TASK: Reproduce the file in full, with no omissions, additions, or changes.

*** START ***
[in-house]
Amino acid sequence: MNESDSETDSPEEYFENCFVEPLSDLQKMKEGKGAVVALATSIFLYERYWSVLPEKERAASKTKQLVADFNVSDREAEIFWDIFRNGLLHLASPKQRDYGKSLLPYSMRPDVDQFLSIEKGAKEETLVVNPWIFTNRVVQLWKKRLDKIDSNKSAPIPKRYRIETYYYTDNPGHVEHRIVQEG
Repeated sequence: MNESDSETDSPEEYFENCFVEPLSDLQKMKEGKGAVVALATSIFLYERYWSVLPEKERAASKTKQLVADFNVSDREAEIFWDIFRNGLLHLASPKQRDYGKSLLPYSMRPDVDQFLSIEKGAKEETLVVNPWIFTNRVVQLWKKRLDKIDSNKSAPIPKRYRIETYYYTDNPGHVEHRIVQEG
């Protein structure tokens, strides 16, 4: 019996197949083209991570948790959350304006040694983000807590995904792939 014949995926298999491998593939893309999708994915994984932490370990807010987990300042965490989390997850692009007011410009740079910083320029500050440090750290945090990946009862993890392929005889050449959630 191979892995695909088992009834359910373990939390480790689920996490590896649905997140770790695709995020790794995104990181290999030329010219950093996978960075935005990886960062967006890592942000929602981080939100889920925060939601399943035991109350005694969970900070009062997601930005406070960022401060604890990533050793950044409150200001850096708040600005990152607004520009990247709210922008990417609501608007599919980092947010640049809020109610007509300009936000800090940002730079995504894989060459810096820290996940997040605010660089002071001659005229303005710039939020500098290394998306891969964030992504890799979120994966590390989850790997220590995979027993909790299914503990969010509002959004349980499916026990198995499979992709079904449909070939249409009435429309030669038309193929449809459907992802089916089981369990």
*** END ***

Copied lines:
[in-house]
Amino acid sequence: MNESDSETDSPEEYFENCFVEPLSDLQKMKEGKGAVVALATSIFLYERYWSVLPEKERAASKTKQLVADFNVSDREAEIFWDIFRNGLLHLASPKQRDYGKSLLPYSMRPDVDQFLSIEKGAKEETLVVNPWIFTNRVVQLWKKRLDKIDSNKSAPIPKRYRIETYYYTDNPGHVEHRIVQEG
Repeated sequence: MNESDSETDSPEEYFENCFVEPLSDLQKMKEGKGAVVALATSIFLYERYWSVLPEKERAASKTKQLVADFNVSDREAEIFWDIFRNGLLHLASPKQRDYGKSLLPYSMRPDVDQFLSIEKGAKEETLVVNPWIFTNRVVQLWKKRLDKIDSNKSAPIPKRYRIETYYYTDNPGHVEHRIVQEG
């Protein structure tokens, strides 16, 4: 019996197949083209991570948790959350304006040694983000807590995904792939 014949995926298999491998593939893309999708994915994984932490370990807010987990300042965490989390997850692009007011410009740079910083320029500050440090750290945090990946009862993890392929005889050449959630 191979892995695909088992009834359910373990939390480790689920996490590896649905997140770790695709995020790794995104990181290999030329010219950093996978960075935005990886960062967006890592942000929602981080939100889920925060939601399943035991109350005694969970900070009062997601930005406070960022401060604890990533050793950044409150200001850096708040600005990152607004520009990247709210922008990417609501608007599919980092947010640049809020109610007509300009936000800090940002730079995504894989060459810096820290996940997040605010660089002071001659005229303005710039939020500098290394998306891969964030992504890799979120994966590390989850790997220590995979027993909790299914503990969010509002959004349980499916026990198995499979992709079904449909070939249409009435429309030669038309193929449809459907992802089916089981369990």